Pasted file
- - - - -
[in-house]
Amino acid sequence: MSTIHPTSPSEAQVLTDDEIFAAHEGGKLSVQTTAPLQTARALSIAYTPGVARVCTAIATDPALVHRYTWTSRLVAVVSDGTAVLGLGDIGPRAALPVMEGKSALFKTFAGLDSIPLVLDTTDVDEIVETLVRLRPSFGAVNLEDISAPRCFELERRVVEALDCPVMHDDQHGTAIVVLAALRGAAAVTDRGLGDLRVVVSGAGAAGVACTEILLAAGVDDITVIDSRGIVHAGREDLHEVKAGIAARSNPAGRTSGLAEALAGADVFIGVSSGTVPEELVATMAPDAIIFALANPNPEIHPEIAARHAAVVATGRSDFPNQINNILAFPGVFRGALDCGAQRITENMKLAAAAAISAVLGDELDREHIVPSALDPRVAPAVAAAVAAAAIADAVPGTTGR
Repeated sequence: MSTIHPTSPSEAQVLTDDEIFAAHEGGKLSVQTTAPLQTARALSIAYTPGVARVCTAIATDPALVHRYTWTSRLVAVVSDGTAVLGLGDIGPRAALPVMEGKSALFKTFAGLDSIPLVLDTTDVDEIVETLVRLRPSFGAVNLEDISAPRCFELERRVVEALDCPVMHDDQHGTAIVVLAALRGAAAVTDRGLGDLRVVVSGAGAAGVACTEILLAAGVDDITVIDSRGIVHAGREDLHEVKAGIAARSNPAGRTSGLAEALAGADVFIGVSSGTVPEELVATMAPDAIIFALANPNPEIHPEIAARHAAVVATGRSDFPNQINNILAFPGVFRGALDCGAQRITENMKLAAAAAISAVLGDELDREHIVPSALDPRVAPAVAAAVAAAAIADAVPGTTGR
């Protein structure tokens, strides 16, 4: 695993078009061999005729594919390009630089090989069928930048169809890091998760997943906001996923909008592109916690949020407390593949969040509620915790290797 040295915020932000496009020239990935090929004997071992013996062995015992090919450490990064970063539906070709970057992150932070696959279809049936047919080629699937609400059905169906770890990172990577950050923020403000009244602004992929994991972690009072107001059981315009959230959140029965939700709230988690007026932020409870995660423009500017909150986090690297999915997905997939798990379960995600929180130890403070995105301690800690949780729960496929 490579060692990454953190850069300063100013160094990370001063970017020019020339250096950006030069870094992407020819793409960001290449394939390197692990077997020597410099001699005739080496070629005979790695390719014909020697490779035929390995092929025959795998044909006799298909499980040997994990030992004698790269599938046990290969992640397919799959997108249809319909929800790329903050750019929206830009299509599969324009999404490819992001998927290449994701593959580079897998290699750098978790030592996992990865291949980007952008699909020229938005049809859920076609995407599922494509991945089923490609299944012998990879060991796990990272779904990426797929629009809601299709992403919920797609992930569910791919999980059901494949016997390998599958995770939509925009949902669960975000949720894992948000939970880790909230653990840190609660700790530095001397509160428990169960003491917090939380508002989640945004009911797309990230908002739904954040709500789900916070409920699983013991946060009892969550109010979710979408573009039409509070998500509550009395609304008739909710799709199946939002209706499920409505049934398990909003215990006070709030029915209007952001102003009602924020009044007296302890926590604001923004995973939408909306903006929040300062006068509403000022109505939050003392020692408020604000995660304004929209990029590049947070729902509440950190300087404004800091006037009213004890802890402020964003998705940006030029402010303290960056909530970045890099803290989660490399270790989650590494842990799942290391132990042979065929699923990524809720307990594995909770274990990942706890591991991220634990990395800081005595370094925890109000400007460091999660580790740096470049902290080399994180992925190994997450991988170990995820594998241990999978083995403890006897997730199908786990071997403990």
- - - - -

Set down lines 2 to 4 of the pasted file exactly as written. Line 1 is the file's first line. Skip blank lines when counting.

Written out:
Amino acid sequence: MSTIHPTSPSEAQVLTDDEIFAAHEGGKLSVQTTAPLQTARALSIAYTPGVARVCTAIATDPALVHRYTWTSRLVAVVSDGTAVLGLGDIGPRAALPVMEGKSALFKTFAGLDSIPLVLDTTDVDEIVETLVRLRPSFGAVNLEDISAPRCFELERRVVEALDCPVMHDDQHGTAIVVLAALRGAAAVTDRGLGDLRVVVSGAGAAGVACTEILLAAGVDDITVIDSRGIVHAGREDLHEVKAGIAARSNPAGRTSGLAEALAGADVFIGVSSGTVPEELVATMAPDAIIFALANPNPEIHPEIAARHAAVVATGRSDFPNQINNILAFPGVFRGALDCGAQRITENMKLAAAAAISAVLGDELDREHIVPSALDPRVAPAVAAAVAAAAIADAVPGTTGR
Repeated sequence: MSTIHPTSPSEAQVLTDDEIFAAHEGGKLSVQTTAPLQTARALSIAYTPGVARVCTAIATDPALVHRYTWTSRLVAVVSDGTAVLGLGDIGPRAALPVMEGKSALFKTFAGLDSIPLVLDTTDVDEIVETLVRLRPSFGAVNLEDISAPRCFELERRVVEALDCPVMHDDQHGTAIVVLAALRGAAAVTDRGLGDLRVVVSGAGAAGVACTEILLAAGVDDITVIDSRGIVHAGREDLHEVKAGIAARSNPAGRTSGLAEALAGADVFIGVSSGTVPEELVATMAPDAIIFALANPNPEIHPEIAARHAAVVATGRSDFPNQINNILAFPGVFRGALDCGAQRITENMKLAAAAAISAVLGDELDREHIVPSALDPRVAPAVAAAVAAAAIADAVPGTTGR
């Protein structure tokens, strides 16, 4: 695993078009061999005729594919390009630089090989069928930048169809890091998760997943906001996923909008592109916690949020407390593949969040509620915790290797 040295915020932000496009020239990935090929004997071992013996062995015992090919450490990064970063539906070709970057992150932070696959279809049936047919080629699937609400059905169906770890990172990577950050923020403000009244602004992929994991972690009072107001059981315009959230959140029965939700709230988690007026932020409870995660423009500017909150986090690297999915997905997939798990379960995600929180130890403070995105301690800690949780729960496929 490579060692990454953190850069300063100013160094990370001063970017020019020339250096950006030069870094992407020819793409960001290449394939390197692990077997020597410099001699005739080496070629005979790695390719014909020697490779035929390995092929025959795998044909006799298909499980040997994990030992004698790269599938046990290969992640397919799959997108249809319909929800790329903050750019929206830009299509599969324009999404490819992001998927290449994701593959580079897998290699750098978790030592996992990865291949980007952008699909020229938005049809859920076609995407599922494509991945089923490609299944012998990879060991796990990272779904990426797929629009809601299709992403919920797609992930569910791919999980059901494949016997390998599958995770939509925009949902669960975000949720894992948000939970880790909230653990840190609660700790530095001397509160428990169960003491917090939380508002989640945004009911797309990230908002739904954040709500789900916070409920699983013991946060009892969550109010979710979408573009039409509070998500509550009395609304008739909710799709199946939002209706499920409505049934398990909003215990006070709030029915209007952001102003009602924020009044007296302890926590604001923004995973939408909306903006929040300062006068509403000022109505939050003392020692408020604000995660304004929209990029590049947070729902509440950190300087404004800091006037009213004890802890402020964003998705940006030029402010303290960056909530970045890099803290989660490399270790989650590494842990799942290391132990042979065929699923990524809720307990594995909770274990990942706890591991991220634990990395800081005595370094925890109000400007460091999660580790740096470049902290080399994180992925190994997450991988170990995820594998241990999978083995403890006897997730199908786990071997403990």